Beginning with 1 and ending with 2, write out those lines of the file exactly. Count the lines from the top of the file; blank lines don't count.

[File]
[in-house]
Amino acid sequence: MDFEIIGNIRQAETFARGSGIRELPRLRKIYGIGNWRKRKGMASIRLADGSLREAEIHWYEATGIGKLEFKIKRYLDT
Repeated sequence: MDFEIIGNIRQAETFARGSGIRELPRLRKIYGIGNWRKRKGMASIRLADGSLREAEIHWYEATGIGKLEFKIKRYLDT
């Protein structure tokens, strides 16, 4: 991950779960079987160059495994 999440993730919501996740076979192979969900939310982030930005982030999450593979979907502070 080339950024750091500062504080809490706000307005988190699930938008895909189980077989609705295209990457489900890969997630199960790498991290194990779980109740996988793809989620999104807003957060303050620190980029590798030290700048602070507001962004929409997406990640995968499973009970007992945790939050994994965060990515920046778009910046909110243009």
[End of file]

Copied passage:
[in-house]
Amino acid sequence: MDFEIIGNIRQAETFARGSGIRELPRLRKIYGIGNWRKRKGMASIRLADGSLREAEIHWYEATGIGKLEFKIKRYLDT